Category Archives: pen and ink

Sarcasm, a Super Power of the Future

It has come to my attention that the need for super heroes has reached a critical point in our history.  I have been watching television documentaries about Green Arrow and the Flash, and now there is a new one, Supergirl.  And I didn’t miss all the media attention when Robert Downey Jr. formed a super team of powerful people and destroyed a European country so thoroughly that I can’t find it on a map anywhere.  So, wanting to get in on the action, I decided I needed a super power of my own.  And I know what it is.  I am not strong.  I am not fast.  I am not as smart as Robert Downey Jr. who is both Sherlock Holmes and Iron Man.  So I have to settle for one of those second tier super powers.  Like sarcasm.

Sarcasto Fu

Unbeknownst to most who know me, I went away to the far oriental country of Kathman-dooki to study under an ancient master.  His name was Aiknowyooare Butwhattami, ancient master of the Shaolin art of Sarcasto Fu.  He was the one who taught me to meditate on the foibles of people I don’t like and the pet peeves that drive me to despise them.  He taught me that a well-placed sarcastic comment, like a well-thrown dagger, can cut right to the heart.

“You must focus your ire on the words you say, Grassstomper, to give the desired meaning to words that actually mean the opposite of what you mean to mean… in order to be mean,” said the ancient master.

“That makes perfect sense to me,” I said with a leftward eye-roll.

“Excellent, oh bug-headed one, you inflected that just right to hurt me fatally without revealing your witlessly shallow stupidity.”

I smiled at the praise as he wrote a big letter “F” on my report card.

Sarcastoman

But if I choose to use sarcasm as my super power, I have the unfortunate problem of competing with the super hero known as Sarcasto Man.  He has previously seized on this notion that you can defeat super villains by sarcastically shaming them into committing oriental ritual suicide… called Hairy Kurie, or something like that.  Or was that ornamental suicide?  You know, the kind that decorates the sides of your house with dark reds and crimsons.  I think you do it with a sword… or cut your own head off with a butter knife or something weird like that.  Anyway, Sarcasto Man has told me that he achieves his super-power effects by holding a very high opinion of himself and talking down to everyone else around him.  He was supposed to become part of a super hero team, but failed at the task because his sarcasm caused as many suicides among his teammates as it did amongst his super-villain enemies and their minions.  In fact, he could not use the power on minions very well because they are usually too stupid to understand that you actually mean the opposite of what you are saying.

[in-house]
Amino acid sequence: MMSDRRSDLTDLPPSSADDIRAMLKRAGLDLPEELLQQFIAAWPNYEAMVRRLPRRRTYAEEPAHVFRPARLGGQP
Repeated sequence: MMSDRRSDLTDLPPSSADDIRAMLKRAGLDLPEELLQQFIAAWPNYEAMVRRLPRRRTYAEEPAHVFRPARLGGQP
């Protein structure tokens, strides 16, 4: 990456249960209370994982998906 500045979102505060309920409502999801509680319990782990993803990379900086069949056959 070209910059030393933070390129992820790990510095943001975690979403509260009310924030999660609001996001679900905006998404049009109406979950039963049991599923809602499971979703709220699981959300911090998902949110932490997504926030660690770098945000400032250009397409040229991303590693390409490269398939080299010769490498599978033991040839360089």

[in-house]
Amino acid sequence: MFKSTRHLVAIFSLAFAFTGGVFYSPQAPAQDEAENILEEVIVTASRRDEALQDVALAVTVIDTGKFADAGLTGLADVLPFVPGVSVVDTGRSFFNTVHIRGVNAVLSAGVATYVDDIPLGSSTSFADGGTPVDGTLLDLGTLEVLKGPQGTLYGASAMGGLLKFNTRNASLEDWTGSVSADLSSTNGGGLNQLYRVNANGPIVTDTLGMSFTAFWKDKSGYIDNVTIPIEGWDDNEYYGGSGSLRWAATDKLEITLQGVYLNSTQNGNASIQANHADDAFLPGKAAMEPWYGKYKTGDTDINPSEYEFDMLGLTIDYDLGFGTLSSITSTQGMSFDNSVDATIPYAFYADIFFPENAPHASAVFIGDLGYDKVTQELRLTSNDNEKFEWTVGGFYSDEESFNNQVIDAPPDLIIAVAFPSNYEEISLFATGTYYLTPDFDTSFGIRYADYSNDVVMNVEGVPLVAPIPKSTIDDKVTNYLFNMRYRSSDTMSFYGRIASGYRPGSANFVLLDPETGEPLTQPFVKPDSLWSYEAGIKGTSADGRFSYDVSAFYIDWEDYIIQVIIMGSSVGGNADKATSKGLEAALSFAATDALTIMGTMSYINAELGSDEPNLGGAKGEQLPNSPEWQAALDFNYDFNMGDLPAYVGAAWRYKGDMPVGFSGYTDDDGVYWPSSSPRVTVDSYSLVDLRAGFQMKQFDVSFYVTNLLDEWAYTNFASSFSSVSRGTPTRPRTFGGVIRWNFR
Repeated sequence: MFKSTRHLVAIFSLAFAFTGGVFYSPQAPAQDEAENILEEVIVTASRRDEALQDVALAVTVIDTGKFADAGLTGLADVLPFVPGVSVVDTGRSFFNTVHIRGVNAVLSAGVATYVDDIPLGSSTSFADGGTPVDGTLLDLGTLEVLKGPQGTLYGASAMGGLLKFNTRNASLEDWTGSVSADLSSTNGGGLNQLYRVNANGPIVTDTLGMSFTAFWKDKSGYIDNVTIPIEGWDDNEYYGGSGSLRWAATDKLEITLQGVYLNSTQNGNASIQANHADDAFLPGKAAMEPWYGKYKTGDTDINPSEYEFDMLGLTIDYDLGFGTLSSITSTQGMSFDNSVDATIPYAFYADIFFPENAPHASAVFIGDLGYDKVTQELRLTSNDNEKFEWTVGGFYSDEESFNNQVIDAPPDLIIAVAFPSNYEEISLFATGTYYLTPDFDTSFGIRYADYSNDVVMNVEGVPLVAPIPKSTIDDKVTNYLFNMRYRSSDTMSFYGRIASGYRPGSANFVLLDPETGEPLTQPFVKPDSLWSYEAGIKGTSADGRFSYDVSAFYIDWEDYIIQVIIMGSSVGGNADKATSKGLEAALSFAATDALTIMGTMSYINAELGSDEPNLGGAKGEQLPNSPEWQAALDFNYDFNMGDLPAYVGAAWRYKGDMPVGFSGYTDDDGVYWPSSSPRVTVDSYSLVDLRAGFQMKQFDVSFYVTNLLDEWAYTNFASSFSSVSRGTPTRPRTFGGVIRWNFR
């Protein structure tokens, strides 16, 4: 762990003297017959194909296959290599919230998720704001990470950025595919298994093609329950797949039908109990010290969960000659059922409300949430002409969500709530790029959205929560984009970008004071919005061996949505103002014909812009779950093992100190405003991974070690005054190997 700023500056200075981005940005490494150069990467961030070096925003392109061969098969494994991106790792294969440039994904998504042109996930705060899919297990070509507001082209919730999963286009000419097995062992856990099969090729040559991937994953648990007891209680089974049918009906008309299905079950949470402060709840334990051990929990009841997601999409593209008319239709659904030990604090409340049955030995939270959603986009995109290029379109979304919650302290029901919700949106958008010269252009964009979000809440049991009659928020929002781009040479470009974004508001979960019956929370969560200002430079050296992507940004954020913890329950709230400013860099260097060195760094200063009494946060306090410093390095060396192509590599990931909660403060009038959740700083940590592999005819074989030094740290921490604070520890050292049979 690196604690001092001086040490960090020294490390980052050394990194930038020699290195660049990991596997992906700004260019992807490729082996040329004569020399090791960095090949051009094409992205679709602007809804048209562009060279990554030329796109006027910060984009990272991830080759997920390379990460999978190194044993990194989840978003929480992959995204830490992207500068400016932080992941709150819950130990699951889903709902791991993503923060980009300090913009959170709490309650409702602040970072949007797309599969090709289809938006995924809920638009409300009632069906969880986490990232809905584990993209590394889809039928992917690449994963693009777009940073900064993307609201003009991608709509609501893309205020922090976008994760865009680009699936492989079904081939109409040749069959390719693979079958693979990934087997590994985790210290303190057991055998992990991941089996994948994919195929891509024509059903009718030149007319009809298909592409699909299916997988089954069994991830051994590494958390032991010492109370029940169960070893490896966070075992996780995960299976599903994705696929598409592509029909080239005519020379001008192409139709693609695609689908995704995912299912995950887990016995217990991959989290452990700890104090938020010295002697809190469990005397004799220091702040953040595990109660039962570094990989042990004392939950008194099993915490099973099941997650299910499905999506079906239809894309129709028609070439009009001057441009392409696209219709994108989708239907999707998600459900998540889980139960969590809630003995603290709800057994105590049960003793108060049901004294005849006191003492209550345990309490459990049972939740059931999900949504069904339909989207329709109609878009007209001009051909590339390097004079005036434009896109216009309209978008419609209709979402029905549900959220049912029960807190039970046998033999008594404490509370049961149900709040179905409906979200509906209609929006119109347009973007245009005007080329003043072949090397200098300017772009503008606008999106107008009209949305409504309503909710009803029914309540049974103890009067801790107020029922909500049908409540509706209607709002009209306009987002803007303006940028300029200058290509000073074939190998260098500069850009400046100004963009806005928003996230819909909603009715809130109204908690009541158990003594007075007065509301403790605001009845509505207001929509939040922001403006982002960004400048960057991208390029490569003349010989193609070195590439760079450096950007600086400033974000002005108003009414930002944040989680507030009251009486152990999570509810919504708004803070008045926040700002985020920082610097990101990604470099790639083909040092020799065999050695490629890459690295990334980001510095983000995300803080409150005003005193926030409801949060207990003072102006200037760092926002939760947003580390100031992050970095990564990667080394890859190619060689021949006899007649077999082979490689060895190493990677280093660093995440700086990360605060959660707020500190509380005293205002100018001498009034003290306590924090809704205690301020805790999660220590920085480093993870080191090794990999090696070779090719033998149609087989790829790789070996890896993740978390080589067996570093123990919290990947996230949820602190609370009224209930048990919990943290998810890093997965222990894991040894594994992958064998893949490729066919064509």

“It was very discouraging after I defeated the Mangling Mingler,” Sarcasto Man told me, “because after he cut his own head off with a butter knife, his minions, the Mingle Men, blamed me for his death and started pelting me with rocks.  I got such a bunch of red welts on my buttocks.  Fortunately my head is rock-proof.” (Did I forget to mention that using sarcasm as a super power is greatly aided by having a very thick skull?)

turtleboy

I began to despair of ever achieving levels of sarcasm-ness to be in his league.  So I started looking for alternatives that were close in content, but different in application.  I briefly thought about using irony instead of sarcasm.  Tim the Turtle Boy (whom I interviewed as a potential boy sidekick… um, not trying to be gay or anything) demonstrates my irony skill by holding up his magical cast-iron flat iron with which he either creates irony or flattens out the super villain’s clothing wrinkles.  Well, maybe I am not all that clear on how one becomes a superhero, and I don’t want to make Robert Downey Jr. mad by trying to become Irony Man and crowding his personal shtick.  He might use sarcasm on me and suggest I would make a really great Pun-Man.  You know, killing villains with really bad puns and jokes that turn your head inside out.  That would be a truly shameful thing.

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Other Folks’ Artwork

There are many, many things I appreciate about other people’s artwork. It is not all a matter of envy or a desire to copy what they’ve done, stealing their techniques and insights for myself, though there is some of that. Look at the patterns Hergé uses to portray fish and undersea plants. I have shamelessly copied both. But it is more than just pen-and-ink burglary.

I like to be dazzled. I look for things other artists have done that pluck out sweet-sad melodies on the heartstrings of my of my artistically saturated soul. I look for things like the color blue in the art of Maxfield Parrish.

I love the mesmerizing surrealism of Salvador Dali.

I am fascinated by William-Adolphe Bouguereau’s ability to create photo-realistic and creamy-perfect nudes.

Basil Wolverton’s comic grotesqueries leave me stunned but laughing.

The dramatic lighting effects employed by Greg Hildebrandt slay me with beauty. (Though not literally. I am not bleeding and dying from looking at this picture, merely metaphorically cut to the heart.)